Blog

Don’t take it personally



Salaams and Good Morning !

Here is your daily dose of Wisdom for Living Your Best Self!

A very effective step towards equanimity is to practice taking things less personally.

Let us understand this through a Taoist fable from Chuang-Tzu, which I learnt from one of my teachers, Rick Hanson.

Here is how he tells it:

It is a beautiful day and you are floating in canoe with a friend on a slow-moving river on a beautiful Sunday.

Suddenly there is a loud thump on the side of the canoe, and it rolls over, dumping you and your friend into the cold water. You come up sputtering and realize that somebody swum up to your canoe and tipped it over on purpose, for a joke and is now laughing at how annoyed you and your friend are.

How do you feel when you experience this?

Now let's imagine a slightly different scenario.

The scene is exactly the same: same boat, same river and same beautiful but cold river. Your boat is hit, tipped over and you are cold and wet. Except that when you come up and...

Continue Reading...

Live in a bubble

There are times when we know we are heading towards a situation which will test our emotional balance. We have been in this situation many times before and we often end up getting hooked and triggered in ways which are the opposite of mindful.

When we are knowingly heading towards a situation like that, it is time to conjure up a protective bubble around ourselves.

Here's how: Take a few moments before you are entering this situation and imagine energy circling around you and creating a transparent, protective bubble. The bubble is thick and protective (verbal bullet-proof!) but completely transparent so only you know that you are inside it.

Allow yourself to enhance the protective qualities of the bubble by endowing it with all the positive energies you desire while deflecting negative energies and comments so that they cannot impact you or touch you.

Feel free to watch with amusement as the negative comments and energies bounce back without impacting you or disturbing your...

Continue Reading...

Be like Teflon

Let's continue our discussion on developing and practicing equanimity as a path to mindful communication.

Equanimity, as we have discussed, is the ability to remain calm even in difficult situations and not get triggered in response to what others say or do.

Today's practice is about being like Teflon.

Teflon, as you may know, is used as a non-reactive, non-stick coating for pans and other cookware. The primary characteristic of Teflon is that it does not react with the chemicals in food and also allows foods not to stick and instead slide right off the pan.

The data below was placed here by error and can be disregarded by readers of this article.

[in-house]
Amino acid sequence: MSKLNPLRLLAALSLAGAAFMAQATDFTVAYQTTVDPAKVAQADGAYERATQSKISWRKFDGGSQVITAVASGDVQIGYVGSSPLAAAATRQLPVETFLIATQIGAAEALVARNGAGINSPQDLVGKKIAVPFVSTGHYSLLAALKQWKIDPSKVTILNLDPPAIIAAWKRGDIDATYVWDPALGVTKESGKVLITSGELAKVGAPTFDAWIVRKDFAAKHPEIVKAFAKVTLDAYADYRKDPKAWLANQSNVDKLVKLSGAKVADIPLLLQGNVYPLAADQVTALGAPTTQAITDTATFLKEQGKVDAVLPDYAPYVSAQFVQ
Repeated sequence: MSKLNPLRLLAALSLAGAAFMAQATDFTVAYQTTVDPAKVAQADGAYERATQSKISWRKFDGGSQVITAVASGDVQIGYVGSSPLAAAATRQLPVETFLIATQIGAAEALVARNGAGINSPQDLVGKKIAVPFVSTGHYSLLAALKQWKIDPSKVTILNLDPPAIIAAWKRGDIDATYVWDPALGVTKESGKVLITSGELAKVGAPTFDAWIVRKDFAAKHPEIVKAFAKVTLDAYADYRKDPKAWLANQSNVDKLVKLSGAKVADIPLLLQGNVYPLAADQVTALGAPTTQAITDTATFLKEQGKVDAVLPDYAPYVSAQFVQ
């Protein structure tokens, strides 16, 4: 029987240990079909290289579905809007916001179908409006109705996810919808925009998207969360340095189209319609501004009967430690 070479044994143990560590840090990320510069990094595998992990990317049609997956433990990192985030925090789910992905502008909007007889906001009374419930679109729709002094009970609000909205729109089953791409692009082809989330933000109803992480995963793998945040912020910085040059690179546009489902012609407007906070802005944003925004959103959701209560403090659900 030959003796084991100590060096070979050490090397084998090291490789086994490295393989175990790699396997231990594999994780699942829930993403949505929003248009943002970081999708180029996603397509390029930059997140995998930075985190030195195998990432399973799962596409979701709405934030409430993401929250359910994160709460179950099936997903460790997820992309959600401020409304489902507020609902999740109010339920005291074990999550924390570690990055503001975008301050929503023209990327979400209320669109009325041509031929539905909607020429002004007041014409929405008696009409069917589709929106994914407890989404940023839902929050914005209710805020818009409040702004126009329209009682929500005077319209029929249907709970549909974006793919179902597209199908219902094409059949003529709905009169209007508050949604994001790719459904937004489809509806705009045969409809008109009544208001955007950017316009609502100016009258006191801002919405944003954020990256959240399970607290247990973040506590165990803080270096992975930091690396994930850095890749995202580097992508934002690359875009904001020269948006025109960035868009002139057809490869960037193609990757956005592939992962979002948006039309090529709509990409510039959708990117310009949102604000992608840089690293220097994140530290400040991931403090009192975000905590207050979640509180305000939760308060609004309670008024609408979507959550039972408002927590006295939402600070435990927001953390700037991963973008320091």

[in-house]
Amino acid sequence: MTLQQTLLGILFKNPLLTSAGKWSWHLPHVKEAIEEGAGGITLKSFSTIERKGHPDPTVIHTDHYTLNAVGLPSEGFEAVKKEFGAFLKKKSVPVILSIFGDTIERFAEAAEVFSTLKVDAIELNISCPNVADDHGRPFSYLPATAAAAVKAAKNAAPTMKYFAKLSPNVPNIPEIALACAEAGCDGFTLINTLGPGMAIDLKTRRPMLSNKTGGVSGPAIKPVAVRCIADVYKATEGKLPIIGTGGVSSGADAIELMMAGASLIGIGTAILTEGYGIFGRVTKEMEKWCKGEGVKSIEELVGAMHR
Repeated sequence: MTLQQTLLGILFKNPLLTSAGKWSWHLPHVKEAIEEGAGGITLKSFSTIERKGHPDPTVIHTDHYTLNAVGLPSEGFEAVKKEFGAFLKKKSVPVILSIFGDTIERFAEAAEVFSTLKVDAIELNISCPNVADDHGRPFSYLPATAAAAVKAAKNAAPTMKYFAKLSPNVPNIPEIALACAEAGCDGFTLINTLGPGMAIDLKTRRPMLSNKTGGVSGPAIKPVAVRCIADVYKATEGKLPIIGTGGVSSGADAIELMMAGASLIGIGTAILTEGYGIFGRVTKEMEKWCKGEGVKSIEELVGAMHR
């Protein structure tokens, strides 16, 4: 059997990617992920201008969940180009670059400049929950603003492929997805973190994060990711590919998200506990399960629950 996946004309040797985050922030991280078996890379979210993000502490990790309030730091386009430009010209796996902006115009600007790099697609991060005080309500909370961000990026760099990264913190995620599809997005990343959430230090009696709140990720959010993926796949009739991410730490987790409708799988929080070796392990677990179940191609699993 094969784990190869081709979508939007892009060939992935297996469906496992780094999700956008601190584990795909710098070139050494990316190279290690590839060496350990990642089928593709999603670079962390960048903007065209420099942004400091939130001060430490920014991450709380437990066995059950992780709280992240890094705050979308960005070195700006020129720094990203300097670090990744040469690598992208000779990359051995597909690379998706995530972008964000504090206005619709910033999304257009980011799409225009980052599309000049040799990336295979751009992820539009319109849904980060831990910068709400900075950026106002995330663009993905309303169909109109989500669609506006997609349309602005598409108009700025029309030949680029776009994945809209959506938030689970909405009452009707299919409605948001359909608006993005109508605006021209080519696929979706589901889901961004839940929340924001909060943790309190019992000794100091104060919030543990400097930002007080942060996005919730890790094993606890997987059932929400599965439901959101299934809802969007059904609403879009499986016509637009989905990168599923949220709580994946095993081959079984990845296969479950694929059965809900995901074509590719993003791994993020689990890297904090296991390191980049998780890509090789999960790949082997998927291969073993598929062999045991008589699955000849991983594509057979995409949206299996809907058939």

So what is a Teflon Mindset? To have a Teflon Mindset is developing the ability to allow experiences, feelings, and thoughts come into your mind and slip right out without reacting to them.

If you run into someone else's bad day, for example, you do not have to engage with them and get hooked into an argument. If they say something which is baiting you to engage into a verbal battle, how about practicing being like Teflon?

Let...

Continue Reading...

Develop a mantra

A highly effective way to practice equanimity is to talk to ourselves in the third person. In this process we become our own coaches for the moment and talk ourselves through the situation.

It is fun to come up with a creative mantra that we can use as a signal to calm down.

When I find myself getting triggered, I imagine a big hook waiting to hook me into a predictable and familiar overreaction. A reaction that will most surely cause me to regret what I say. I then remind myself:

"Come on Marzia, remember to 'engage brain before operating mouth'".

Using your first name in the 3rd person in this way is a highly effective way to remind yourself of your values and coach yourself through a situation which would usually trigger you.

So go on, develop a mantra or two for yourself to help you when you find yourself getting triggered.

Here is a really good example (a 9 min video clip):

 

Continue Reading...

How do we develop equanimity?

As we said, Equanimity means to keep cool even in difficult situations and not get triggered in response to what others say or do.

Keeping cool does appear to come naturally to some people. For most of us though, it takes intentionality and practice. The good news however, is that it is a learnable skill. We can learn how to respond to others based on our values rather than react angrily to something they said that triggers us.

How do we develop equanimity?

The first step is to recognize and understand the concept itself.

When someone pushes our buttons or triggers us, there are several physiological signals that tell us that we getting triggered and in danger of reacting. Our breathing becomes more shallow, the heart begins to race, we may begin to feel a build up of tension in our muscles (especially in the hands, the neck and shoulders), we might feel pressure building up behind our eyes, or in our temples.

All these are the body's signal that it is going into fight or flight...

Continue Reading...

What emotional reactivity looks like